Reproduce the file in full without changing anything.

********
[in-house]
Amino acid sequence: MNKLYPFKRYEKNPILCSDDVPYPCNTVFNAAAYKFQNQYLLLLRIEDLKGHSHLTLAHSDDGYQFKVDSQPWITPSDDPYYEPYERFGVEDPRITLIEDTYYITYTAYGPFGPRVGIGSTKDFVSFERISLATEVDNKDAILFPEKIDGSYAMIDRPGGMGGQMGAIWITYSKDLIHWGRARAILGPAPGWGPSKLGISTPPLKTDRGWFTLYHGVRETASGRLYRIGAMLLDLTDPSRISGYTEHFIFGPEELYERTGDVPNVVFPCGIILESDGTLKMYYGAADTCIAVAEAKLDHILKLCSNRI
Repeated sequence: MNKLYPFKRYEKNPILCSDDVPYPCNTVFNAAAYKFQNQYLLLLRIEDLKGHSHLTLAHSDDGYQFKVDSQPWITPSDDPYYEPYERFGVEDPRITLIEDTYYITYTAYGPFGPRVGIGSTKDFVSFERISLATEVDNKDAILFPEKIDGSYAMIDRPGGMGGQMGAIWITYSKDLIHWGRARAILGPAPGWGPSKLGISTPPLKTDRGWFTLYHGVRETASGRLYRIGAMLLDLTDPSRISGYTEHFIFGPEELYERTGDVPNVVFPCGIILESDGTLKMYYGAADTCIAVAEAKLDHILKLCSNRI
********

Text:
[in-house]
Amino acid sequence: MNKLYPFKRYEKNPILCSDDVPYPCNTVFNAAAYKFQNQYLLLLRIEDLKGHSHLTLAHSDDGYQFKVDSQPWITPSDDPYYEPYERFGVEDPRITLIEDTYYITYTAYGPFGPRVGIGSTKDFVSFERISLATEVDNKDAILFPEKIDGSYAMIDRPGGMGGQMGAIWITYSKDLIHWGRARAILGPAPGWGPSKLGISTPPLKTDRGWFTLYHGVRETASGRLYRIGAMLLDLTDPSRISGYTEHFIFGPEELYERTGDVPNVVFPCGIILESDGTLKMYYGAADTCIAVAEAKLDHILKLCSNRI
Repeated sequence: MNKLYPFKRYEKNPILCSDDVPYPCNTVFNAAAYKFQNQYLLLLRIEDLKGHSHLTLAHSDDGYQFKVDSQPWITPSDDPYYEPYERFGVEDPRITLIEDTYYITYTAYGPFGPRVGIGSTKDFVSFERISLATEVDNKDAILFPEKIDGSYAMIDRPGGMGGQMGAIWITYSKDLIHWGRARAILGPAPGWGPSKLGISTPPLKTDRGWFTLYHGVRETASGRLYRIGAMLLDLTDPSRISGYTEHFIFGPEELYERTGDVPNVVFPCGIILESDGTLKMYYGAADTCIAVAEAKLDHILKLCSNRI